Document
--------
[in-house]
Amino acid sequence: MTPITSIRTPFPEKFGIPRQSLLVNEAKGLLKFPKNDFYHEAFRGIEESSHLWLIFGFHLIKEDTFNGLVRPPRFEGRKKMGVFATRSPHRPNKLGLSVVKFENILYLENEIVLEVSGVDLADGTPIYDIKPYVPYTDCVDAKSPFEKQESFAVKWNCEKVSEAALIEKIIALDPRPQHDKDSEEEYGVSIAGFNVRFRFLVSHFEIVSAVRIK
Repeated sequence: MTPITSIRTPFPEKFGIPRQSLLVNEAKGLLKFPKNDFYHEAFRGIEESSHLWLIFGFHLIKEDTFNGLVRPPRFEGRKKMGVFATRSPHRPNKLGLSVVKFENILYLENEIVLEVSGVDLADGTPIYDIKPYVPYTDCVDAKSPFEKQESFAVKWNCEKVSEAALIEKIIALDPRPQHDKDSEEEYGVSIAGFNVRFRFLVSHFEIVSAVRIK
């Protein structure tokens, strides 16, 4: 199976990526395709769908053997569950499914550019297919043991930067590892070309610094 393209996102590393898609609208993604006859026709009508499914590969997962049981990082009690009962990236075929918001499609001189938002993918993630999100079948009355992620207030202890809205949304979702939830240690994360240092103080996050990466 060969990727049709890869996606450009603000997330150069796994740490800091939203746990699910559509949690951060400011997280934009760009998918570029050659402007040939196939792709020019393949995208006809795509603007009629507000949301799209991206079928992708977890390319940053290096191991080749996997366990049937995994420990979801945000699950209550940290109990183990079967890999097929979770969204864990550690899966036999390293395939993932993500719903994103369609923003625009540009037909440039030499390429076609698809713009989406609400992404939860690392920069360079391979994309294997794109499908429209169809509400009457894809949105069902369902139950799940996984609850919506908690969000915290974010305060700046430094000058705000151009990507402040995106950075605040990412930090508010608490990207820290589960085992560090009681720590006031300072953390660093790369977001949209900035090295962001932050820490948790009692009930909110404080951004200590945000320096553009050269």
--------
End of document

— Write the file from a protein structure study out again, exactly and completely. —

[in-house]
Amino acid sequence: MTPITSIRTPFPEKFGIPRQSLLVNEAKGLLKFPKNDFYHEAFRGIEESSHLWLIFGFHLIKEDTFNGLVRPPRFEGRKKMGVFATRSPHRPNKLGLSVVKFENILYLENEIVLEVSGVDLADGTPIYDIKPYVPYTDCVDAKSPFEKQESFAVKWNCEKVSEAALIEKIIALDPRPQHDKDSEEEYGVSIAGFNVRFRFLVSHFEIVSAVRIK
Repeated sequence: MTPITSIRTPFPEKFGIPRQSLLVNEAKGLLKFPKNDFYHEAFRGIEESSHLWLIFGFHLIKEDTFNGLVRPPRFEGRKKMGVFATRSPHRPNKLGLSVVKFENILYLENEIVLEVSGVDLADGTPIYDIKPYVPYTDCVDAKSPFEKQESFAVKWNCEKVSEAALIEKIIALDPRPQHDKDSEEEYGVSIAGFNVRFRFLVSHFEIVSAVRIK
């Protein structure tokens, strides 16, 4: 199976990526395709769908053997569950499914550019297919043991930067590892070309610094 393209996102590393898609609208993604006859026709009508499914590969997962049981990082009690009962990236075929918001499609001189938002993918993630999100079948009355992620207030202890809205949304979702939830240690994360240092103080996050990466 060969990727049709890869996606450009603000997330150069796994740490800091939203746990699910559509949690951060400011997280934009760009998918570029050659402007040939196939792709020019393949995208006809795509603007009629507000949301799209991206079928992708977890390319940053290096191991080749996997366990049937995994420990979801945000699950209550940290109990183990079967890999097929979770969204864990550690899966036999390293395939993932993500719903994103369609923003625009540009037909440039030499390429076609698809713009989406609400992404939860690392920069360079391979994309294997794109499908429209169809509400009457894809949105069902369902139950799940996984609850919506908690969000915290974010305060700046430094000058705000151009990507402040995106950075605040990412930090508010608490990207820290589960085992560090009681720590006031300072953390660093790369977001949209900035090295962001932050820490948790009692009930909110404080951004200590945000320096553009050269």